Chinese medicine gets a second look.
A study conducted at The Scripps Research Institute (TSRI) has revealed the science behind the ancient Chinese medicine Chang Shan. Chang Shan is an herbal concoction that has been used to treat fevers that develop from malaria for thousands of years. Now, scientists have uncovered what makes the medicine so successful by looking at a high-resolution picture of its structure.
In the most recent edition of the journal Nature, the researchers explain how an image of a two-headed compound that makes up the active ingredient of Chang Shan is responsible for the medicine’s healing properties. Previously, scientists were aware that this two headed compound, known as halofuginone, which is a derivative of the febrifugine, worked to decrease the power of the immune system. However, until now, no one had discovered just how this drug worked.
By studying the structure of Chang Shan, scientists involved in the study discovered that halofuginone stops a process called aminoacylation, which is essential for organisms to produce the proteins necessary for life. In the paper, the researchers suggest that Chang Shan fights malaria fevers because the halofuginone in the medicine interferes with this process, killing the malaria parasites in the patient’s bloodstream.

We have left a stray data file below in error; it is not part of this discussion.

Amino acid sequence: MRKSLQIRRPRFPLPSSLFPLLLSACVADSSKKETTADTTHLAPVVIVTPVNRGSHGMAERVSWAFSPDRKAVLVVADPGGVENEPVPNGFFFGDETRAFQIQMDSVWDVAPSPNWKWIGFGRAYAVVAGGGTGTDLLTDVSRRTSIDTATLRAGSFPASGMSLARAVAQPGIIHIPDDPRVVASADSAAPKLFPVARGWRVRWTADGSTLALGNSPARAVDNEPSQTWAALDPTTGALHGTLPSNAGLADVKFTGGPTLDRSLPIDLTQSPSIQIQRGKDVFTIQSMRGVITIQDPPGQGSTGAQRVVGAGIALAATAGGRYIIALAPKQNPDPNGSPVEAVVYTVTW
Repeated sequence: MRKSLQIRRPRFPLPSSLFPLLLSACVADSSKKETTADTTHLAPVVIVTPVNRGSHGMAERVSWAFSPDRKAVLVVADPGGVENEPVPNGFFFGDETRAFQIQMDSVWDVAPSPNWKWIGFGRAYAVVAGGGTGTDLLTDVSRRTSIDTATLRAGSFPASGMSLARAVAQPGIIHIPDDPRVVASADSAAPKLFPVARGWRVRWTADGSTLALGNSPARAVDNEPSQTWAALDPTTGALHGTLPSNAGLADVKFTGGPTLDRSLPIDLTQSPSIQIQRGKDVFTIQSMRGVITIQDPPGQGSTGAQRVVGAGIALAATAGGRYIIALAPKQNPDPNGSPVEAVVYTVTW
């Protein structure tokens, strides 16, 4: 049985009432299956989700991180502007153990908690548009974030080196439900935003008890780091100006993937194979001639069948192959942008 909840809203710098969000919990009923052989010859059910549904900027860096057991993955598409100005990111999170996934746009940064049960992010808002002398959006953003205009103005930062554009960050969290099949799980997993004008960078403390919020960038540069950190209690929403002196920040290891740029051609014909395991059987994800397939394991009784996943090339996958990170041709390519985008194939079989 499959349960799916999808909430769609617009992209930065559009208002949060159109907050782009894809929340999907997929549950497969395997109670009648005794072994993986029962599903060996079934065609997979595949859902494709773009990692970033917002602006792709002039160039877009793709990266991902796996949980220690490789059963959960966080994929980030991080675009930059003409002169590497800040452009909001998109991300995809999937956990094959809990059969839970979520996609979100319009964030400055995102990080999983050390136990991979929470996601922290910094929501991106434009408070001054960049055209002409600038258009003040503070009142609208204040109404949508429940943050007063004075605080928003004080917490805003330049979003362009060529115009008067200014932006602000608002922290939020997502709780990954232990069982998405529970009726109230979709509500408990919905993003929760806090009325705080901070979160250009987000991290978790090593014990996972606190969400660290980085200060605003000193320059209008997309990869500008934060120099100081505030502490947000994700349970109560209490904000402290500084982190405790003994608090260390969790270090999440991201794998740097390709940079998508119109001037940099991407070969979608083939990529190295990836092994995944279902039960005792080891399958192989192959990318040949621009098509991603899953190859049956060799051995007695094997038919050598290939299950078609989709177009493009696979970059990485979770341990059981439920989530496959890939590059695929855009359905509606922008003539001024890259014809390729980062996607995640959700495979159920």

Aminoacylation is am important step in creating proteins from DNA during gene expression. During the process, DNA is first transcribed into RNA. The RNA is then translated into amino acids that link to create a protein. Aminoacylation’s roles is to bring free amino acids to the site of translation so they can be linked to the growing strand of amino acids in the protein. Without aminoacylation, no amino acids are brought to the site of translation and no proteins can be made. Since proteins are essential for life, extreme interference of this process can cause death.
Paul Schimmel, who is the Ernest and Jean Hahn Professor and chair of molecular biology and chemistry ay TSRI, believes his research has a profound impact on the study of Chang Shan. “Our new results solved a mystery that has puzzled people about the mechanism of action of a medicine that has been used to treat fever from a malaria infection going back probably 2,000 years or more,” he said. Schimmel, who is also a member of The Skaggs Institute for Chemical Biology at TSRI, worked on the project with a TSRI postdoctoral fellow, Huihao Zhou.
Looking forward, Chang Shan and specifically halofuginone are expected to make a big splash in the medical and pharmaceutical industries. The ancient medicine is already in clinical trials for cancer, and the new high-resolution images will help scientists discover new ways to use the drug to fight numerous diseases.